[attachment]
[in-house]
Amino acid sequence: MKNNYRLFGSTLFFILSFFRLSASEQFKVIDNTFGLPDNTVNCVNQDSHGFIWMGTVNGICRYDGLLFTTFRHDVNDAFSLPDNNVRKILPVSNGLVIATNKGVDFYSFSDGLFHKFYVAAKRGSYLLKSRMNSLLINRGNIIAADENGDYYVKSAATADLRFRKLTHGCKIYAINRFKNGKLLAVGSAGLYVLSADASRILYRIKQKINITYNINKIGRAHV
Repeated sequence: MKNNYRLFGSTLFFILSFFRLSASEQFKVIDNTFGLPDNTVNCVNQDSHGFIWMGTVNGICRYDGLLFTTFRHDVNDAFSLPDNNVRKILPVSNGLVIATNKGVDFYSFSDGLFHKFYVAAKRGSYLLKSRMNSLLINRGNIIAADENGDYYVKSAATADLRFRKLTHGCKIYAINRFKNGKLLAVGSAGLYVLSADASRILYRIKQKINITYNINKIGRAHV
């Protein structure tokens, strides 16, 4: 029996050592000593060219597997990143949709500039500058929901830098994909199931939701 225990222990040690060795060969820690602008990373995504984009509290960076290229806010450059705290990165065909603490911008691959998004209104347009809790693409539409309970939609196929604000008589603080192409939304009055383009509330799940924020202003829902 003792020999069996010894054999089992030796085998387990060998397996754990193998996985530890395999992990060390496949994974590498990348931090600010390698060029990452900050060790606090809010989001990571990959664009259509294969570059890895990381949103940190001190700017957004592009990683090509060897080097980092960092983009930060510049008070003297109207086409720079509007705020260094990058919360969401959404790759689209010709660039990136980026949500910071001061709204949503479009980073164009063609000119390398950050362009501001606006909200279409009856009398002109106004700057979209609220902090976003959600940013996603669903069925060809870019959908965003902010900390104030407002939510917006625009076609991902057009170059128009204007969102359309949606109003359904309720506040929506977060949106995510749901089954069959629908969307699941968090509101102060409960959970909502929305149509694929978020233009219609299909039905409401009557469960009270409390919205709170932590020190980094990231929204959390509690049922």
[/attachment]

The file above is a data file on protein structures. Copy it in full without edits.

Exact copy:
[in-house]
Amino acid sequence: MKNNYRLFGSTLFFILSFFRLSASEQFKVIDNTFGLPDNTVNCVNQDSHGFIWMGTVNGICRYDGLLFTTFRHDVNDAFSLPDNNVRKILPVSNGLVIATNKGVDFYSFSDGLFHKFYVAAKRGSYLLKSRMNSLLINRGNIIAADENGDYYVKSAATADLRFRKLTHGCKIYAINRFKNGKLLAVGSAGLYVLSADASRILYRIKQKINITYNINKIGRAHV
Repeated sequence: MKNNYRLFGSTLFFILSFFRLSASEQFKVIDNTFGLPDNTVNCVNQDSHGFIWMGTVNGICRYDGLLFTTFRHDVNDAFSLPDNNVRKILPVSNGLVIATNKGVDFYSFSDGLFHKFYVAAKRGSYLLKSRMNSLLINRGNIIAADENGDYYVKSAATADLRFRKLTHGCKIYAINRFKNGKLLAVGSAGLYVLSADASRILYRIKQKINITYNINKIGRAHV
């Protein structure tokens, strides 16, 4: 029996050592000593060219597997990143949709500039500058929901830098994909199931939701 225990222990040690060795060969820690602008990373995504984009509290960076290229806010450059705290990165065909603490911008691959998004209104347009809790693409539409309970939609196929604000008589603080192409939304009055383009509330799940924020202003829902 003792020999069996010894054999089992030796085998387990060998397996754990193998996985530890395999992990060390496949994974590498990348931090600010390698060029990452900050060790606090809010989001990571990959664009259509294969570059890895990381949103940190001190700017957004592009990683090509060897080097980092960092983009930060510049008070003297109207086409720079509007705020260094990058919360969401959404790759689209010709660039990136980026949500910071001061709204949503479009980073164009063609000119390398950050362009501001606006909200279409009856009398002109106004700057979209609220902090976003959600940013996603669903069925060809870019959908965003902010900390104030407002939510917006625009076609991902057009170059128009204007969102359309949606109003359904309720506040929506977060949106995510749901089954069959629908969307699941968090509101102060409960959970909502929305149509694929978020233009219609299909039905409401009557469960009270409390919205709170932590020190980094990231929204959390509690049922």